A plaque remaining from the Big Apple Night Club at West 135th Street and Seventh Avenue in Harlem.

Above, a 1934 plaque from the Big Apple Night Club at West 135th Street and Seventh Avenue in Harlem. Discarded as trash in 2006.

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Entry from February 08, 2013
Spucky, Spuckie or Spukie (sandwich)

Entry in progress—B.P.

The long list of the names of sandwiches served on long rolls includes blimpie, bomber, Cuban (medianoche), Dagwood, garibaldi, gondola, grinder, hero, hoagie, Italian, jawbreaker, muffuletta, peacemaker (La Mediatrice), pilgrim, pistolette, po’ boy (poor boy), rocket, skyscraper, spiedie, submarine (sub), torpedo, torta (Mexican po’ boy), wedge and zeppelin (zep).

Amazon.com
The Dictionary of American Regional English
Volume V, Sl-Z

Joan Houston Hall, Chief Editor
Cambridge, MA: The Belknap Press of Harvard University Press
2012
Pg. 217:
spucky n Also spooky, spu(c)kie [Etym. uncert] chiefly Boston, MA area
A type of sandwich roll; by ext., the sandwich made with such a roll; a submarine sandwich.
1968-70 DARE (Qu. H41, .. Kinds of roll or bun sandwiches..in a round bun or roll) Inf MA122, Spooky [spu-ki]’ (Qu. H42, ..[A sandwich]..in a much larger, longer bun, that’s a meal in itself) InfMA7, Spucky {spuki].

3 April 1954, Boston (MA) Daily Record, “Auto Gossip” by Otto Scoops, pg. 43, col. 3:
The eatery features “Spukies” that are out of this world.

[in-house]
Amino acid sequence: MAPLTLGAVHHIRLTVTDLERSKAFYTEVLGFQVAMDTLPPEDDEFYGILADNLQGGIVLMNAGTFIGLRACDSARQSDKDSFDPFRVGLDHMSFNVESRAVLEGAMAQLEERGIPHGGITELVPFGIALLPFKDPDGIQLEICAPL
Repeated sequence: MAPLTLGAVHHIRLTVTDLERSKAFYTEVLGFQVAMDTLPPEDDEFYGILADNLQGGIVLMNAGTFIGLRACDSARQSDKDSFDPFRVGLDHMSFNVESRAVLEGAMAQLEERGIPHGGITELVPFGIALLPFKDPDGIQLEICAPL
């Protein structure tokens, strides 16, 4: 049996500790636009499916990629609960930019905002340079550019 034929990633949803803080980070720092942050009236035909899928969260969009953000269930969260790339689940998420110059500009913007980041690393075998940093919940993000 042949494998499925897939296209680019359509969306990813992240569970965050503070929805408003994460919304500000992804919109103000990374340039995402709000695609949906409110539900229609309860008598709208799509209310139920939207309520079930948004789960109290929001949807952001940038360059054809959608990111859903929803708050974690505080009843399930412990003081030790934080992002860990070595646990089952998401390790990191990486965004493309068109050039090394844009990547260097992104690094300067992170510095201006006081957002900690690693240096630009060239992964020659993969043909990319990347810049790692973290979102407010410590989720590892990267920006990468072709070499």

(A restaurant near Stadium Motors—ed.)

10 November 1962, Boston (MA) Globe, pg. 5 ad:
All-Wheat Bread, Scoli Bread, French Rolls, Submarine Spuckies, Bulkies, Soft. Rolls, Italian Cookies and Pastry. Cassaro, Inc, is a family corporation.

11 April 1967, Record American (Boston, MA), “Imagination Can Add To Sandwich Treats” by Martha Lee, pg. 20, col. 4:
THE Earl of Sandwich would be amazed to see how far his little idea has gone. We Americans have heated his sandwich, halved it, eaten it with a knife and fork and held it daintily at tea parties. We have doubtless consumed millions of submarines, spuckies, torpedoes, or whatever the composition of what would undoubtedly astound the Earl.

27 June 1968, Record American (Boston, MA), “Construction Workers: These Hard Working Men Really Know How to Eat!” by Averil Lashley, pg. 31, col. 1:
Digging into brown bags and canvas satchels (lunch boxes seem to be out of fashion) those hard-working men eagerly pull out an assortment of edibles raning from fully packed baked bean sandwiches to “spuckies” filled with delights from the corner Jewish delicatessen to all manner of cookies, pastry and fruit.

Boston Online
The final word on spuckies
From “The Answer Guys,” Middlesex News, 10/31/93.
(...)
Donofrio said he’s heard several possible origins for the word. One is that it comes from “spuccadella,” which is a particular kind of Italian roll. Spucky rolls, he said, tend to be more pointy at the ends than normal sub roles and are split on the top.

Posted by Barry Popik
New York CityFood/Drink • Friday, February 08, 2013 • Permalink